There is no limit on how long you can draw a straight line. So, another solution is to imagine drawing the line around the world three times intersecting and linking up all nine dots.

This, of course, is impossible to do. But it is not impossible to imagine. Your brain is a dynamic system that evolves its patterns of activity rather than computes them like a computer. It thrives on the creative energy of feedback from experiences real or fictional. You can synthesize experience; literally create it in your own imagination. The human brain cannot tell the difference between an “actual” experience and a fantasy imagined vividly and in detail. This discovery is what enabled Albert Einstein to create his thought experiments with imaginary scenarios that led to his revolutionary ideas about space and time. Imagination gives us the impertinence to imagine making the impossible possible. In the nine dot puzzle we take the impossible solution of going around the world three times and imagineer this idea into a solution that is realistic and practical as illustrated.

Imagineering means you take an impossible or fantastical idea and engineer it into something realistic and feasible. How can I make this happen? What are the features and aspects of the idea? Can I build ideas from the features or aspects? What is the essence of the idea? Can I extract the principle of the idea? Can I make analogical-metaphorical connections with the principle and something dissimilar to create something tangible?

In this case, we take the principle of going around the world and create a mini-world by rolling the paper up into a cylinder and then rotating a pencil around it connecting all nine dots.

An alternative solution is to place the paper with the dots on the center of a turntable and replace the needle at the tip of the recording arm with a tiny pen. Turn on the turntable and the pen will draw a line through all nine dots.

TAKE IT APART. The average person has been inculcated with a functional fixedness mindset, which is a movement in psychology that emphasizes holistic processing where the whole is seen as being separate from the sum of its parts. Functional fixedness can be defined as a mental block against using an object in a new way that is required to solve a problem. This block then limits that ability of an individual to use the components given to them to make a specific item, as they cannot move past the original intention of the object.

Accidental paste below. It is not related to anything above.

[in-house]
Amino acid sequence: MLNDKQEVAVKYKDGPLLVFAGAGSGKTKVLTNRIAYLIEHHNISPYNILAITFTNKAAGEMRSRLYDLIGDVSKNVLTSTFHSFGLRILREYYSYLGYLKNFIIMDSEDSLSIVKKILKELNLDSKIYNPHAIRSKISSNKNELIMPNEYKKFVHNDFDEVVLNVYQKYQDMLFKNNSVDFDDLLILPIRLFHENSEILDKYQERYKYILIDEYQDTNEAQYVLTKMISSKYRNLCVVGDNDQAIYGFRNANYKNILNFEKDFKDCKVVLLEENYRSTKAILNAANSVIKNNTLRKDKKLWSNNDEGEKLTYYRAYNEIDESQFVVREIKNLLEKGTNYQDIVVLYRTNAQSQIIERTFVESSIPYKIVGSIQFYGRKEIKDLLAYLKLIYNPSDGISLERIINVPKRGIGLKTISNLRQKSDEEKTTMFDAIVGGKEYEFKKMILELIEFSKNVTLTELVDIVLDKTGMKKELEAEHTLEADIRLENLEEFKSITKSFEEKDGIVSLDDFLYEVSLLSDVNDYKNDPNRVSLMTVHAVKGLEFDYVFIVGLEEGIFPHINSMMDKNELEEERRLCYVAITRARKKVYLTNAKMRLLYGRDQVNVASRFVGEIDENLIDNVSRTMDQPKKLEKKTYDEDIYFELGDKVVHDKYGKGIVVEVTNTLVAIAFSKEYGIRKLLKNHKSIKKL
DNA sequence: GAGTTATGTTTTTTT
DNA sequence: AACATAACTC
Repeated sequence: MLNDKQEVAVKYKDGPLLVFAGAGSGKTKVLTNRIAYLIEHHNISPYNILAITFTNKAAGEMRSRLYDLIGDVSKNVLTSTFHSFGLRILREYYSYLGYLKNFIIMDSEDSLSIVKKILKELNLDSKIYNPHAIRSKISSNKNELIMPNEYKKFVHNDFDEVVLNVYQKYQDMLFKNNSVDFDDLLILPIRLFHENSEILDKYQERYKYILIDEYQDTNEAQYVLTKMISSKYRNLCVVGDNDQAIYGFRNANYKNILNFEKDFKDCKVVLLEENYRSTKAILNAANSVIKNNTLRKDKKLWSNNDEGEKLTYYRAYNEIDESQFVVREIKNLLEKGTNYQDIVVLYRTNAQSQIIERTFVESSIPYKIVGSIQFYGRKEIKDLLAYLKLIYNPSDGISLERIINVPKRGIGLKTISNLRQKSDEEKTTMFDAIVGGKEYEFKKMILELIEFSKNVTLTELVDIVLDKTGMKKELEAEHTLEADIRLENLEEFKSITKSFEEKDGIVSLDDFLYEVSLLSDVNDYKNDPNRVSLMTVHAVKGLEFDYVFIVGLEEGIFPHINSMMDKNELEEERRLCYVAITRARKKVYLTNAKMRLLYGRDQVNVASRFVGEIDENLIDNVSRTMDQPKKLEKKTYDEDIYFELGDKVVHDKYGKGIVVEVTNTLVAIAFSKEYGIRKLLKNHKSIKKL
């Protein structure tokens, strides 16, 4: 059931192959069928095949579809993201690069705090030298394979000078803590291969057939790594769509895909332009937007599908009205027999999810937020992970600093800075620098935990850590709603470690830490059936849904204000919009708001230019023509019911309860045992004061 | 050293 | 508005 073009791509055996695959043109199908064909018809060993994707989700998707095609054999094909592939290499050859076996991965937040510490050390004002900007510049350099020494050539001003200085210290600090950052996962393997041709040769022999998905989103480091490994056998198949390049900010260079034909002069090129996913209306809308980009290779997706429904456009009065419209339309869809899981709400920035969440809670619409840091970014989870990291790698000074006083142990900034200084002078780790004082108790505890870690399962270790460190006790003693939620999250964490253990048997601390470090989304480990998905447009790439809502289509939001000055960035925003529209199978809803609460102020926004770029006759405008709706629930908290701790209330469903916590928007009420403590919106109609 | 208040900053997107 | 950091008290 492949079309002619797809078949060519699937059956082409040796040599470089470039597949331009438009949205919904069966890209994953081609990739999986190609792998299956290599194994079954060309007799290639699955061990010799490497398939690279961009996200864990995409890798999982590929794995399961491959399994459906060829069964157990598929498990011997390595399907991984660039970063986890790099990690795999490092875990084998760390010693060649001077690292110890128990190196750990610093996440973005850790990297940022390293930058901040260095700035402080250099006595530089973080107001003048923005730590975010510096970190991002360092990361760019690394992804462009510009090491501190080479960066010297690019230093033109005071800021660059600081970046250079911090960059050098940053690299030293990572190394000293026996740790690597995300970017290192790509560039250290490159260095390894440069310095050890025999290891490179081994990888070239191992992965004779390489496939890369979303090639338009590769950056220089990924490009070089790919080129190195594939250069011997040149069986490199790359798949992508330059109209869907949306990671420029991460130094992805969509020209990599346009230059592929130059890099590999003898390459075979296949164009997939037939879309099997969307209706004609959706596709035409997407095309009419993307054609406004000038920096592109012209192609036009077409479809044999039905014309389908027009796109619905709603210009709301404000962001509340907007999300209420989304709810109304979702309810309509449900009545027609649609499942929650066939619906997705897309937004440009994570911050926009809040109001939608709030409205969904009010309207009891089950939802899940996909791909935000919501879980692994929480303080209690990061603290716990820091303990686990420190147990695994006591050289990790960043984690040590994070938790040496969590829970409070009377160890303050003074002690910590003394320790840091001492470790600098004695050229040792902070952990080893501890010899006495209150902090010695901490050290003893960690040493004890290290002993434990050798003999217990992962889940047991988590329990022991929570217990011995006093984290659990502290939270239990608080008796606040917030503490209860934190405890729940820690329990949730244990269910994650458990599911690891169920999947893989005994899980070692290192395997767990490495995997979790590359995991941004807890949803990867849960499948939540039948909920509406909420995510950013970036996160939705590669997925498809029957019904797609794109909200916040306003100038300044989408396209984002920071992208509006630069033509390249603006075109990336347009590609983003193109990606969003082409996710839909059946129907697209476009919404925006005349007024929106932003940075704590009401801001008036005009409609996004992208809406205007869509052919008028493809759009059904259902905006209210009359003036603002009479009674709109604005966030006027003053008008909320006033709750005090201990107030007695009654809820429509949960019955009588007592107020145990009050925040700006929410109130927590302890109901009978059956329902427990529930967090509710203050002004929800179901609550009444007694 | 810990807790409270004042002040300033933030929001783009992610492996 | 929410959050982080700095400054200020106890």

When creative thinkers embrace a subject, they see the whole but would move from one detail to another and examine each separately. By mentally taking the subject apart, they are able to break out of his stereotypical notion of a subject as a continuous whole and to discover new relationships and ways to use the items that are available to them at the givens.

The dots and the paper that dots are drawn on are two of the major components of the puzzle. Paper can be rearranged into new forms by folding. Taking the puzzle apart by folding the paper as shown below enables you to discover new relationships between the dots and ways to fold the paper until the dots are arranged in a row. Now simply draw a straight line through the dots.

Once observed and accepted, thoughts become loose and move freely around in your mind. The more work you put into thinking about a problem, the more thoughts and bits of information you set in random motion combining and recombining them into different combinations and associations. These thoughts breed intuitive guesses and hunches. Previous solutions of rearranging the dots into one straight line sparks the idea of cutting out the dots, arranging them in a stack and then punching a pencil through the center of the dots linking all nine dots.